The Digital Classicist London Seminar will be streamed live at <https://youtu.be/FK5LM07sI74>
Andreas Fuls (Technical University Berlin) will address the topic “Mathematical epigraphy and the Interactive Corpus of Indus Texts (ICIT)”.
The Indus culture (2600 to 1700 BC) is found in Pakistan and NW India, and is one of the earliest ancient civilizations, along with the civilizations of Egypt, Mesopotamia and China. This Bronze Age culture is most famous for its short inscriptions found on different artefacts such as seals, tablets, pots, bangles and sealings. Since the Indus writing system has for the most part remained undeciphered, our knowledge of the Indus culture is based solely on the interpretation of archaeological data. Any decipherment, even a partial one, would provide important information about the Indus people, their social structure, trade and religion.
The basis of successful decipherment is an up-to-date corpus of Indus inscriptions and a comprehensive sign list, which makes it possible to analyse sign patterns and to identify the Indus root language(s). This is the reason why the Interactive Corpus of Indus Texts (ICIT) as an online tool for Indus script research has been compiled. At present it contains 4537 inscribed objects with 5509 texts and 19616 sign occurrences. Analytical methods have been developed to analyse Indus inscriptions such as Normalized Weighed Sign Position Histograms, Multivariate Segmentation Trees, and a classification method to determine the type of the Indus language.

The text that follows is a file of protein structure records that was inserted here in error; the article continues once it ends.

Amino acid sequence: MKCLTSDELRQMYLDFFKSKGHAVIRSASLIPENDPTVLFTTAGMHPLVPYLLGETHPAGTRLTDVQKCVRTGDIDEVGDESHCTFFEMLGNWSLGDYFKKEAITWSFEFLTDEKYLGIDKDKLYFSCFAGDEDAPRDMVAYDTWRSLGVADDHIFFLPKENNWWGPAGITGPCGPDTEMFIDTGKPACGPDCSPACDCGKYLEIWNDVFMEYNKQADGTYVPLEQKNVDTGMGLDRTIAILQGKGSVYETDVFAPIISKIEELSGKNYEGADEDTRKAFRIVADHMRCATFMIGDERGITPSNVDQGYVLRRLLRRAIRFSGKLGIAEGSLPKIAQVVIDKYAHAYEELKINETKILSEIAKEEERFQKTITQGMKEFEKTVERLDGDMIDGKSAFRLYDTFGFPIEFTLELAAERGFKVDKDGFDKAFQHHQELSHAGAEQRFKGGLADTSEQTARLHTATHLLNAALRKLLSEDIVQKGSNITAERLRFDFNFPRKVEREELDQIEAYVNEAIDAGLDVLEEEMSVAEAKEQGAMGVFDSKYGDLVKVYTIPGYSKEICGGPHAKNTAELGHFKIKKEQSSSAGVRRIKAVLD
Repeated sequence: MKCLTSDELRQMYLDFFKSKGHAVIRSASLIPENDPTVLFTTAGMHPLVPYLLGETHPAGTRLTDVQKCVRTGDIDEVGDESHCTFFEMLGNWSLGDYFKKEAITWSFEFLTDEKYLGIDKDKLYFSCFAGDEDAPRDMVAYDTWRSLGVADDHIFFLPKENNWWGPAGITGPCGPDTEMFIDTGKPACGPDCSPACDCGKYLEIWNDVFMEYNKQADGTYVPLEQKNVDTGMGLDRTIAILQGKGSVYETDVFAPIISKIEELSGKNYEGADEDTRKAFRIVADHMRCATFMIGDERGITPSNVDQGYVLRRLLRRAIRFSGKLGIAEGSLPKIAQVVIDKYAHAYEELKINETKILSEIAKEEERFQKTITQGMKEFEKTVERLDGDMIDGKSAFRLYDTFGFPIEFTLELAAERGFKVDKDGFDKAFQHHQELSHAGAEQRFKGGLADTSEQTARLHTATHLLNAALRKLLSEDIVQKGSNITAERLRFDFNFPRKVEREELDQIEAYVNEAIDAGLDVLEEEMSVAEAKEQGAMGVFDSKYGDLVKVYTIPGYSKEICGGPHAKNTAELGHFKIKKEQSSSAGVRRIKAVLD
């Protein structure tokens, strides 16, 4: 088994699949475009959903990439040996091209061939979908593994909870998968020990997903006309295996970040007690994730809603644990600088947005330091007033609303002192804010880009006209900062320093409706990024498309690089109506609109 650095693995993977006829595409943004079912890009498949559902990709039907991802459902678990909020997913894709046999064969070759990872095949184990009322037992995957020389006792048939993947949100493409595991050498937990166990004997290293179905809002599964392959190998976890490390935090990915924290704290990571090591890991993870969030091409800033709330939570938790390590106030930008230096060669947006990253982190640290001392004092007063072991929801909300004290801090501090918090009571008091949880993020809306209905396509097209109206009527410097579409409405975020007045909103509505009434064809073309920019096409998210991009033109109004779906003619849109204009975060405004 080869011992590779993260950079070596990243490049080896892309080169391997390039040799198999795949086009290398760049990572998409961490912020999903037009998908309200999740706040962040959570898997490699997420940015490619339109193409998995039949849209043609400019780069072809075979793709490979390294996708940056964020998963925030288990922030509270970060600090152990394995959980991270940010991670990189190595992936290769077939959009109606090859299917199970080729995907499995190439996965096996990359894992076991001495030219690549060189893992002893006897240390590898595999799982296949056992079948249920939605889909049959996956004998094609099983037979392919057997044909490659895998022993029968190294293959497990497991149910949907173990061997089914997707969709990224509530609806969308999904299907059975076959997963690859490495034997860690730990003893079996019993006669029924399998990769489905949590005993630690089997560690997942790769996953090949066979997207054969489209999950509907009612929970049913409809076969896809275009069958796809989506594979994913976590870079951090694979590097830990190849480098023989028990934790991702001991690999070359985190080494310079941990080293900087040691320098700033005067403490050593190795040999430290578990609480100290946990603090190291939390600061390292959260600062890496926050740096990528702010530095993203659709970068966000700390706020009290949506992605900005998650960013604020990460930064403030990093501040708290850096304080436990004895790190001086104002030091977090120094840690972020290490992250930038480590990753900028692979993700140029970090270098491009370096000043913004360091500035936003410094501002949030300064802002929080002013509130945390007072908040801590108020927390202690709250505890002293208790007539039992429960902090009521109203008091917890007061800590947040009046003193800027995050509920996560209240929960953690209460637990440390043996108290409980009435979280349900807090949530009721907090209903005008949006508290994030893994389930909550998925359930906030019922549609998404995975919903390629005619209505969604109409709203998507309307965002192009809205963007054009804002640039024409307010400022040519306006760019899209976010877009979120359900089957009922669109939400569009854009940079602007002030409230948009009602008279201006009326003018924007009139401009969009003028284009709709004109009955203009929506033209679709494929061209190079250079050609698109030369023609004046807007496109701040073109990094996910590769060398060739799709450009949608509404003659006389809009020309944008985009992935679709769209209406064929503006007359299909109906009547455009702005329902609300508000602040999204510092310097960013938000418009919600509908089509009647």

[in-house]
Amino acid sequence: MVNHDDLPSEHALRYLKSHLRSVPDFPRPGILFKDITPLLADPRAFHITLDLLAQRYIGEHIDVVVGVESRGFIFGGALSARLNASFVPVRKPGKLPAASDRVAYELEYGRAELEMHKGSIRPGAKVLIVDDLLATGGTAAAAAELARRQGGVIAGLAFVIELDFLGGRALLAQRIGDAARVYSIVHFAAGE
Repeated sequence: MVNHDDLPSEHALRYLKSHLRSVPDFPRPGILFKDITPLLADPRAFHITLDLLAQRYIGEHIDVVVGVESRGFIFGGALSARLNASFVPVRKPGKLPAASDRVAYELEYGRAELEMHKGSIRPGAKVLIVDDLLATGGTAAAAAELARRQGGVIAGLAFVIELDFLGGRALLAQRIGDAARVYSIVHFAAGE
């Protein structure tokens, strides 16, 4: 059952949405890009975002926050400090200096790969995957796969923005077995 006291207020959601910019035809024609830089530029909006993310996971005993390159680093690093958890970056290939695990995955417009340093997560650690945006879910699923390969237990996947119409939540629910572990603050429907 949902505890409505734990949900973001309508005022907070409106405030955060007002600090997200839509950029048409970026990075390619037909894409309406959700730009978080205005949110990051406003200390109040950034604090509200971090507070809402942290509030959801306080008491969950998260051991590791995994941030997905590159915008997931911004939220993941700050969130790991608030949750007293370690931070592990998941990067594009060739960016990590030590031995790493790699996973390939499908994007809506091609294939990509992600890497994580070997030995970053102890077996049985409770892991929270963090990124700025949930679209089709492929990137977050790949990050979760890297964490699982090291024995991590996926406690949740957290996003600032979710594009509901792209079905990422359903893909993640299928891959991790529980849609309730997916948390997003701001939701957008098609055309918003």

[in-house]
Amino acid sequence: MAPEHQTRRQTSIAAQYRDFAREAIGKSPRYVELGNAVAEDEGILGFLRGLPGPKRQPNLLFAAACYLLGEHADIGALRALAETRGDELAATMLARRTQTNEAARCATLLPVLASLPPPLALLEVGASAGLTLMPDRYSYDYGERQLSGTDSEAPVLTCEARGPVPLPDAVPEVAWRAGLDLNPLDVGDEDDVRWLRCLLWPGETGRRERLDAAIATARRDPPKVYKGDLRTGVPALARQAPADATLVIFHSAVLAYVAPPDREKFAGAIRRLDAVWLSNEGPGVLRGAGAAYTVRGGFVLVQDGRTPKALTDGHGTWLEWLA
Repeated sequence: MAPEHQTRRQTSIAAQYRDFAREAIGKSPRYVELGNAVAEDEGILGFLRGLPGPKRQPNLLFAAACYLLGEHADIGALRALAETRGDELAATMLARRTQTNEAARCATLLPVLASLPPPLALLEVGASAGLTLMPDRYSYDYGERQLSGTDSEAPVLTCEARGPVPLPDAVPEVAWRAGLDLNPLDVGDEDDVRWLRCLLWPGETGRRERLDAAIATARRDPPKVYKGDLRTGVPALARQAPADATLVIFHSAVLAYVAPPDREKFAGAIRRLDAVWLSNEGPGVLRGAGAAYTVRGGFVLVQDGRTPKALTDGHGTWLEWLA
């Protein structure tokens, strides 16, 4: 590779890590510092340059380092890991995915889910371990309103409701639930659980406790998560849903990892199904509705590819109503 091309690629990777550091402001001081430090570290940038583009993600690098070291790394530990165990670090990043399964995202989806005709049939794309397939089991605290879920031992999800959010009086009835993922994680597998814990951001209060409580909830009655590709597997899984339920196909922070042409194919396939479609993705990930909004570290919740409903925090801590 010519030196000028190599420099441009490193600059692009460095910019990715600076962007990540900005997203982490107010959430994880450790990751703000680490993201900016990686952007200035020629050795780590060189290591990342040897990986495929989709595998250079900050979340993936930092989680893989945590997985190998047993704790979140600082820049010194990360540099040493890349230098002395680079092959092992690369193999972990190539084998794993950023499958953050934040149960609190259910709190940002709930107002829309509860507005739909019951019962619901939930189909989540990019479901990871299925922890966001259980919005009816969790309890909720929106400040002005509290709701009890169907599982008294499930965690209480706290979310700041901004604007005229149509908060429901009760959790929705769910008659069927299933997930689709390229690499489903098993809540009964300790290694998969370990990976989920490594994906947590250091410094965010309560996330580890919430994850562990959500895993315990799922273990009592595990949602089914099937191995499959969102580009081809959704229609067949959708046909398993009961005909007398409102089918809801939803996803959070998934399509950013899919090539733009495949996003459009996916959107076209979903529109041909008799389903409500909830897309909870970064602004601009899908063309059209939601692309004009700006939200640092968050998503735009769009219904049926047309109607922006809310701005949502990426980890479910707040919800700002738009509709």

The issues discussed are related to the number of distinct Indus signs, the reading direction of sign sequences, the type of writing system, the heterogeneity of Indus inscriptions, and the spatial and temporal distribution of inscribed artefacts. Some general proposals about the content of the inscriptions are also considered and evaluated in view of the results obtained through the mathematical and epigraphical analysis.